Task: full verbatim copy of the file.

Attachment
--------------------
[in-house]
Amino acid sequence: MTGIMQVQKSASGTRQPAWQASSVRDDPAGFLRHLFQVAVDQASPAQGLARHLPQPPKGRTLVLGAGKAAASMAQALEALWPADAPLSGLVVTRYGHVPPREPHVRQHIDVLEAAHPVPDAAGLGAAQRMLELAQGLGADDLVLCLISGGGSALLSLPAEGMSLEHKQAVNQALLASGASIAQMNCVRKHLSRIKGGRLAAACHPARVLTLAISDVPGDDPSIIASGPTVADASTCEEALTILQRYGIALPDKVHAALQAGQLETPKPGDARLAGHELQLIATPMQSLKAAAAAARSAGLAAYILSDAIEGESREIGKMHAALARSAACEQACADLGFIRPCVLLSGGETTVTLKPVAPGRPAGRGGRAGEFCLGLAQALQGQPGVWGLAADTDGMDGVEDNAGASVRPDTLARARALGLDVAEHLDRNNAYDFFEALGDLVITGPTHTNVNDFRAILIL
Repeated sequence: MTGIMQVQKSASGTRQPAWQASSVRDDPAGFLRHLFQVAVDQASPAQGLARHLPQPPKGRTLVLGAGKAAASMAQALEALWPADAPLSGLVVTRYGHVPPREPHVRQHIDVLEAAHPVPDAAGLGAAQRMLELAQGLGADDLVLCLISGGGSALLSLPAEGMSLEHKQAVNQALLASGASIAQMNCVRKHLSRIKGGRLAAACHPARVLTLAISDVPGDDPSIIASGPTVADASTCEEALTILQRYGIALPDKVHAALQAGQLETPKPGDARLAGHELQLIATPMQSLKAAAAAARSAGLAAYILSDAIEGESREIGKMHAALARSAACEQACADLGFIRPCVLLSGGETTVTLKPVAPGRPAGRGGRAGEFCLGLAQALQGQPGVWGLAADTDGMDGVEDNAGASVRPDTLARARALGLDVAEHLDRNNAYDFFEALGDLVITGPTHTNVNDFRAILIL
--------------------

[in-house]
Amino acid sequence: MTGIMQVQKSASGTRQPAWQASSVRDDPAGFLRHLFQVAVDQASPAQGLARHLPQPPKGRTLVLGAGKAAASMAQALEALWPADAPLSGLVVTRYGHVPPREPHVRQHIDVLEAAHPVPDAAGLGAAQRMLELAQGLGADDLVLCLISGGGSALLSLPAEGMSLEHKQAVNQALLASGASIAQMNCVRKHLSRIKGGRLAAACHPARVLTLAISDVPGDDPSIIASGPTVADASTCEEALTILQRYGIALPDKVHAALQAGQLETPKPGDARLAGHELQLIATPMQSLKAAAAAARSAGLAAYILSDAIEGESREIGKMHAALARSAACEQACADLGFIRPCVLLSGGETTVTLKPVAPGRPAGRGGRAGEFCLGLAQALQGQPGVWGLAADTDGMDGVEDNAGASVRPDTLARARALGLDVAEHLDRNNAYDFFEALGDLVITGPTHTNVNDFRAILIL
Repeated sequence: MTGIMQVQKSASGTRQPAWQASSVRDDPAGFLRHLFQVAVDQASPAQGLARHLPQPPKGRTLVLGAGKAAASMAQALEALWPADAPLSGLVVTRYGHVPPREPHVRQHIDVLEAAHPVPDAAGLGAAQRMLELAQGLGADDLVLCLISGGGSALLSLPAEGMSLEHKQAVNQALLASGASIAQMNCVRKHLSRIKGGRLAAACHPARVLTLAISDVPGDDPSIIASGPTVADASTCEEALTILQRYGIALPDKVHAALQAGQLETPKPGDARLAGHELQLIATPMQSLKAAAAAARSAGLAAYILSDAIEGESREIGKMHAALARSAACEQACADLGFIRPCVLLSGGETTVTLKPVAPGRPAGRGGRAGEFCLGLAQALQGQPGVWGLAADTDGMDGVEDNAGASVRPDTLARARALGLDVAEHLDRNNAYDFFEALGDLVITGPTHTNVNDFRAILIL